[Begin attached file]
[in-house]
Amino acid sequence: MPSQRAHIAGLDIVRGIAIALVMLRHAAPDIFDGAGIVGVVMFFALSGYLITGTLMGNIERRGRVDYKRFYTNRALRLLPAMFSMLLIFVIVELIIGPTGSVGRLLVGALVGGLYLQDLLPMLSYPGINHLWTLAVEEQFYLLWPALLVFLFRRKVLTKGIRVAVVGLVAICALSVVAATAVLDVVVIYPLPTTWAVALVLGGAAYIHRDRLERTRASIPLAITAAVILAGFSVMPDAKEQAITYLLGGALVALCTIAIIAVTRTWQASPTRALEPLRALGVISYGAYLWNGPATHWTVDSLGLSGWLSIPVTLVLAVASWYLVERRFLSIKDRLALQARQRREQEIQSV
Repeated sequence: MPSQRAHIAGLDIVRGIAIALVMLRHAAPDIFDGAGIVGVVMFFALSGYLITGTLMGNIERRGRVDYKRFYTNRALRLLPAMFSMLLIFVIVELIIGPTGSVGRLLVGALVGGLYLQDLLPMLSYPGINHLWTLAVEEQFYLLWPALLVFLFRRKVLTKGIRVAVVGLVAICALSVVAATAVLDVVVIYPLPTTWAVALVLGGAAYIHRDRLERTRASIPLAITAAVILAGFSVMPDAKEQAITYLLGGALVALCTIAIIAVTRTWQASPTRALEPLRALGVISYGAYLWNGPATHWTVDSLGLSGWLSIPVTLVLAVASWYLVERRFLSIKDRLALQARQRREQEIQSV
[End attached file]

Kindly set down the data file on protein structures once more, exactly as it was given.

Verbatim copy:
[in-house]
Amino acid sequence: MPSQRAHIAGLDIVRGIAIALVMLRHAAPDIFDGAGIVGVVMFFALSGYLITGTLMGNIERRGRVDYKRFYTNRALRLLPAMFSMLLIFVIVELIIGPTGSVGRLLVGALVGGLYLQDLLPMLSYPGINHLWTLAVEEQFYLLWPALLVFLFRRKVLTKGIRVAVVGLVAICALSVVAATAVLDVVVIYPLPTTWAVALVLGGAAYIHRDRLERTRASIPLAITAAVILAGFSVMPDAKEQAITYLLGGALVALCTIAIIAVTRTWQASPTRALEPLRALGVISYGAYLWNGPATHWTVDSLGLSGWLSIPVTLVLAVASWYLVERRFLSIKDRLALQARQRREQEIQSV
Repeated sequence: MPSQRAHIAGLDIVRGIAIALVMLRHAAPDIFDGAGIVGVVMFFALSGYLITGTLMGNIERRGRVDYKRFYTNRALRLLPAMFSMLLIFVIVELIIGPTGSVGRLLVGALVGGLYLQDLLPMLSYPGINHLWTLAVEEQFYLLWPALLVFLFRRKVLTKGIRVAVVGLVAICALSVVAATAVLDVVVIYPLPTTWAVALVLGGAAYIHRDRLERTRASIPLAITAAVILAGFSVMPDAKEQAITYLLGGALVALCTIAIIAVTRTWQASPTRALEPLRALGVISYGAYLWNGPATHWTVDSLGLSGWLSIPVTLVLAVASWYLVERRFLSIKDRLALQARQRREQEIQSV